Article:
Shares in both companies rose on January 22 following the news. Alstom’s share price soared to a 52-week high of €46.42, while Bombardier’s share price reached a peak of $C 1.44 ($US 1.09) before dropping back to close at $C 1.28. However, this represents a small recovery for Bombardier which saw its share price plummet from $C1.79 on January 15 to a low of $C 1.12 on January 17 following its announcement of worse than expected financial performance on January 16.

Bombardier, which is headquartered in Montreal, has gone through a period of restructuring during the last few years, mainly due to problems with its aircraft business. This resulted in it divesting a large part of the aircraft business and selling a 30% stake in its Bombardier Transportation rail division to Caisse de Depot et Placement du Quebec (CDPQ) for $C 1.5bn. The deal was approved by the European Commission (EC) in February 2016.

In 2017, Bombardier started talks with Siemens regarding a possible merger with Siemens Mobility. However, Siemens broke off the talks in order to launch merger discussions with Alstom. Despite reaching agreement in 2018, the Siemens and Alstom merger was quashed by the EC on February 6 2019 on the grounds that the two companies had failed to address its concerns over the potential impact of the deal on competition in the signalling and high-speed rolling stock markets.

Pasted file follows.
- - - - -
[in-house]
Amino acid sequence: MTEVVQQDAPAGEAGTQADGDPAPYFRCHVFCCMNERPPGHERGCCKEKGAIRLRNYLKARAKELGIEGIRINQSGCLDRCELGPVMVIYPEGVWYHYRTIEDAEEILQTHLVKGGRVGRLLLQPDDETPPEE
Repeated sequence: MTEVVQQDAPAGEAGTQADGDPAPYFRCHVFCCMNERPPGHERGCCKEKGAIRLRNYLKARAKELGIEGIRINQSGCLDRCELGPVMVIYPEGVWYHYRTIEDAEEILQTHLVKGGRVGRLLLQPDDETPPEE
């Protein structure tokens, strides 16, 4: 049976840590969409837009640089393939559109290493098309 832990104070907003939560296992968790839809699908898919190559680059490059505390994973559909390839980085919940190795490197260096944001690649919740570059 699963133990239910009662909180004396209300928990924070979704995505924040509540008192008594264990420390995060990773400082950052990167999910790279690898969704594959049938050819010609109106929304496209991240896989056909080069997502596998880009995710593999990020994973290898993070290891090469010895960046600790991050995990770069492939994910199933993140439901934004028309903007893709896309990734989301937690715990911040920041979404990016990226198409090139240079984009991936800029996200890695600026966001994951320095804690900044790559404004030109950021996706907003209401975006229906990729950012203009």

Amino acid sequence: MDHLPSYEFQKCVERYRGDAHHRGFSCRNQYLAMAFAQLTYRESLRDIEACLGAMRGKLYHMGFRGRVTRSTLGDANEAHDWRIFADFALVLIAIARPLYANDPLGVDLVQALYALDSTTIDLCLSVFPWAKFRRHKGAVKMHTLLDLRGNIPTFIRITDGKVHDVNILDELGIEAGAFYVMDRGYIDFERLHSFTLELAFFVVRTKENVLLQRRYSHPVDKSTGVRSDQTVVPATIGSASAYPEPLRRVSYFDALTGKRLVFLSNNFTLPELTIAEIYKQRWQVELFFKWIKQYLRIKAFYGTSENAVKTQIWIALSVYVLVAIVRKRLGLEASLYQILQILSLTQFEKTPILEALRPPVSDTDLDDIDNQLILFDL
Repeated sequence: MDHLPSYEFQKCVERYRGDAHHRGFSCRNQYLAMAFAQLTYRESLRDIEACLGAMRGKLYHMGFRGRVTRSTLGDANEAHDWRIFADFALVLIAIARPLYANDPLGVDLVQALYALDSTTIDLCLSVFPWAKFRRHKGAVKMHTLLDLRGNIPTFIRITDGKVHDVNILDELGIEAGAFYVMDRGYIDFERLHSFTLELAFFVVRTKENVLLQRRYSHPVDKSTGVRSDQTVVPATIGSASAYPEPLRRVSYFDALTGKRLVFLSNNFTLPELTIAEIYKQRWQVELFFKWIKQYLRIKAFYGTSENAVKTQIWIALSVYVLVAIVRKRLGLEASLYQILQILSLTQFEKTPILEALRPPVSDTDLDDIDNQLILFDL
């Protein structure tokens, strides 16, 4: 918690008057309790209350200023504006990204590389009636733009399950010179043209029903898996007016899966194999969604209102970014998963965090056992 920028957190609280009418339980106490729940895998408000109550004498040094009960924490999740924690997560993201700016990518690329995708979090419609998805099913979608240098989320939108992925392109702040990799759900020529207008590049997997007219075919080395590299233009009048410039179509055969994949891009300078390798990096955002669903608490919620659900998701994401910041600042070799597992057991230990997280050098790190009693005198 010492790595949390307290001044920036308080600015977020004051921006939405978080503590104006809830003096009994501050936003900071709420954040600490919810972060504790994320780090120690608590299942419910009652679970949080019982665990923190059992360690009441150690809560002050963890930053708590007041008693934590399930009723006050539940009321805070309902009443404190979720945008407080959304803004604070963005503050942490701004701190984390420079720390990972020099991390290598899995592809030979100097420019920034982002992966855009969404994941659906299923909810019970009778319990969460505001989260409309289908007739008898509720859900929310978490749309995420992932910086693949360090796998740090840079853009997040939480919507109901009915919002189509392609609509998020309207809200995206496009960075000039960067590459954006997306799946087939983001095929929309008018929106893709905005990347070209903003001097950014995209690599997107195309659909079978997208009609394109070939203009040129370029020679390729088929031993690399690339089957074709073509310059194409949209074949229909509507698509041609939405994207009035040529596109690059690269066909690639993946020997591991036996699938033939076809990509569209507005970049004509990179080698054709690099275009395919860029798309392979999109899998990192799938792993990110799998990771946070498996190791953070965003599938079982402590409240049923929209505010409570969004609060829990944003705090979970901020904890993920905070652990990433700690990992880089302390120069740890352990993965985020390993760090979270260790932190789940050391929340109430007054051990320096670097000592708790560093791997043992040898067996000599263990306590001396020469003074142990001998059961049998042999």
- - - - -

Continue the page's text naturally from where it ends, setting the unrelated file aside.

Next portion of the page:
It is difficult to see how a merger between Bombardier Transportation, which is headquartered in Berlin, and Paris-based Alstom would succeed when both companies are in the high-speed rail and signalling markets, let alone the commuter train, metro train and light rail markets where they are strong players.